KALAHARI APARTMENT BLOCKS

This blog post is provided by Anthony M. Lowney and Robert L. Thomson from the Fitzpatrick Institute of African Ornithology, University of Cape Town and tells the #StoryBehindThePaper for the paper ‘Ecological engineering across a temporal gradient: sociable weaver colonies create year-round animal biodiversity hotspots’, which was recently published in the Journal of Animal Ecology.

Sociable weavers (Philetairus socius) are small passerine birds, no bigger than 15 cm, yet working together, they construct large colonial nests that make up some of the largest bird-built structures in the world. These massive haystack structures are an iconic feature of the Kalahari and are all unique in shapes and sizes. Larger colonies can contain hundreds of individual nesting chambers and house hundreds of birds year-round, while a wide range of other species have also been documented using weaver colonies. African pygmy falcons (Polihierax semitorquatus)do not build their own nests and use sociable weaver chambers for their own nesting and roosting purposes. Kalahari tree skinks (Trachylepis spilogaster) are found in greater numbers on trees containing a weaver colony compared to trees without, and cheetahs (Acinonyx jubatus) have been observed climbing to the top of colonies to use them as vantage points.

An acacia tree with a large sociable weaver nest, that takes up around half of the canopy of the tree, set against the colours of the setting sun in the sky
Sociable weaver colony in a camelthorn tree (Photo: Anthony Lowney)

Sociable weaver colonies provide different benefits for different species. Nesting chambers are recorded as being cooler on hot summer days and warmer during the cold winter nights, providing a crucial buffer against extreme ambient temperatures in the harsh Kalahari. The soils directly below the colonies are also highly enriched with nutrients, which could have knock-on effects for the local vegetation and the animals that feed on this vegetation. The colony structure itself creates a platform that tree climbing mammals and large nesting birds can use as a safe refuge. The colonies are constantly maintained, meaning that they can persist in a landscape for many years, with reports that some are over one hundred years old. Therefore, larger and older colonies may act as landmarks for animals that use them.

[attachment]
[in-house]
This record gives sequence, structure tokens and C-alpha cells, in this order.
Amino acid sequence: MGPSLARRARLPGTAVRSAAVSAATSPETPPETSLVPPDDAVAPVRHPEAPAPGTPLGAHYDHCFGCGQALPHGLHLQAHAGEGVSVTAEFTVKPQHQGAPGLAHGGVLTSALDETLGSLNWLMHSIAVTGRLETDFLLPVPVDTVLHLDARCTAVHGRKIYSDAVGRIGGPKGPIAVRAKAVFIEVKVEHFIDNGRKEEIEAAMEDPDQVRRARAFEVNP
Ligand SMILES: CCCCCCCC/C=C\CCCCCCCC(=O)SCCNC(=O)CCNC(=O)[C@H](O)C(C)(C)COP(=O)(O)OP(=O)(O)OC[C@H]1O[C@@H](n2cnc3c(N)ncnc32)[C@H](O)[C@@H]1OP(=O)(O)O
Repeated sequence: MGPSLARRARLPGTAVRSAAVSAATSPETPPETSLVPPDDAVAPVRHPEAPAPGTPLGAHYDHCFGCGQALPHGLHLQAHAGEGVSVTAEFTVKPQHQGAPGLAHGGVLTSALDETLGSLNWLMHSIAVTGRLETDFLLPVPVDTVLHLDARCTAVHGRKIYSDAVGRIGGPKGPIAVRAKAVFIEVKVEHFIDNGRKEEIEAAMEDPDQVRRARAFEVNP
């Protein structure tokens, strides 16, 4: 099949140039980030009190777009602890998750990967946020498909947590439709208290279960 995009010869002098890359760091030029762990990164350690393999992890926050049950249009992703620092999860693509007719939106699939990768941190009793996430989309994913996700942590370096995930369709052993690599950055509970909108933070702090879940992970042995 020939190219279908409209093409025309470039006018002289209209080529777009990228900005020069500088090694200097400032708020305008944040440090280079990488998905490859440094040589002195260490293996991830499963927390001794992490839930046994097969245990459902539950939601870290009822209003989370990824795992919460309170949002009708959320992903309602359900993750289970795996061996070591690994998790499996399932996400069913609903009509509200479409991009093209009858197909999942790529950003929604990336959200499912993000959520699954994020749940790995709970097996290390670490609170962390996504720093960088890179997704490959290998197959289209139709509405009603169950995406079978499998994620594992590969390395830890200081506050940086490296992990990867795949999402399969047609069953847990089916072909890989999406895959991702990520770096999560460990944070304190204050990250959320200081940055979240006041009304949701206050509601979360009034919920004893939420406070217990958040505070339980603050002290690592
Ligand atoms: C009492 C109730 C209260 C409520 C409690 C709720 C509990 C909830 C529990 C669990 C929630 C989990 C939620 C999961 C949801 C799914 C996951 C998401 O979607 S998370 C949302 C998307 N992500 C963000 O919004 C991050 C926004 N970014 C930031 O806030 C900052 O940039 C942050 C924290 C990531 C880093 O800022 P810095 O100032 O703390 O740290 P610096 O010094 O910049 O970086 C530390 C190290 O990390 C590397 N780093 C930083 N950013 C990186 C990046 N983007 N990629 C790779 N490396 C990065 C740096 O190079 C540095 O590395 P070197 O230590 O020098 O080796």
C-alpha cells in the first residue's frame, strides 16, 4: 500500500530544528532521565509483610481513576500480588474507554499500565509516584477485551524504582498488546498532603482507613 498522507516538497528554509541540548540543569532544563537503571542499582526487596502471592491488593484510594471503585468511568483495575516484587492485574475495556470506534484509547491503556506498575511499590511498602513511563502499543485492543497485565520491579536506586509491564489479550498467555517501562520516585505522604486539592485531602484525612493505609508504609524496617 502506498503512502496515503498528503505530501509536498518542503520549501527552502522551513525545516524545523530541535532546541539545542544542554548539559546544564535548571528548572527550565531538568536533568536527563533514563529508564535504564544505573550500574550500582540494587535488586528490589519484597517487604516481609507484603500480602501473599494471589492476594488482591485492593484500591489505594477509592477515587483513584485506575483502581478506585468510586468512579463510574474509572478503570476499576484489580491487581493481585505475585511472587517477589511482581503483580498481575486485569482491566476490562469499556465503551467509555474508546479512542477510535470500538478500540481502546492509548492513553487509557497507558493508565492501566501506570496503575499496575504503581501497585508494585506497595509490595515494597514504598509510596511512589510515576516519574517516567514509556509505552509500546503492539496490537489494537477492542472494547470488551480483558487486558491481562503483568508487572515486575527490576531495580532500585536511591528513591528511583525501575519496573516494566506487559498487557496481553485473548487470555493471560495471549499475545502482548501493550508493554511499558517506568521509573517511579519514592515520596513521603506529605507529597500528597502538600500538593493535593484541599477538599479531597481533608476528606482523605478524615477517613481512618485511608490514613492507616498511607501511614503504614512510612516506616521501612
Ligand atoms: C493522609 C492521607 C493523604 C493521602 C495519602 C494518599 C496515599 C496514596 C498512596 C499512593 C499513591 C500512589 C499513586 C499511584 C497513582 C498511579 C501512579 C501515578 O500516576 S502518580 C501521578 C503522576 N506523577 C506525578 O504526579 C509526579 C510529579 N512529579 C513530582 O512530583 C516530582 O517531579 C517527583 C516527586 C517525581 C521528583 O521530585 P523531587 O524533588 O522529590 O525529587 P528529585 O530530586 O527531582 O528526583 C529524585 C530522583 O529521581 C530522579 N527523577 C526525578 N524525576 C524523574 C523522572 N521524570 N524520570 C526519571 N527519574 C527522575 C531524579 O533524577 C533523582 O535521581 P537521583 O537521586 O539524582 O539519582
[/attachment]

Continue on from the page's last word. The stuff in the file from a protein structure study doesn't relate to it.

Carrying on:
A cheetah sitting on top of a sociable weaver nest in the top of a tree, looking out over the landscape. Another cheetah is seen lower in the tree underneath the nest
Two male cheetahs on a large sociable weaver colony (Photo: Liam Charlton)

Animals that affect the availability of resources and create habitats are called “ecosystem engineers”. Although identifying these engineers is fun and has scientific value the real challenge is predicting how big an impact these species have on the broader community and if this impact changes through time and/or space. It has been predicted that the importance of such positive interactions will likely increase as environments become harsher and more stressful. This prediction stems from the stress gradient hypothesis. Studies that have tested this have mainly focussed on plant interactions, with ecologists being slow to apply these ideas to animal communities. Furthermore, the majority of studies have investigated the stress gradient hypotheses over spatial gradients/distance, but not temporal gradients/time. Birds are also often overlooked as ecosystem engineers which is surprising as their nests come in many shapes and forms, and are built with the evolved purpose of protecting offspring. Large communal nests likely provide resources for species that gravitate towards these structures, and nests burrowed underground that alter vegetation structural complexity and vertebrate fauna.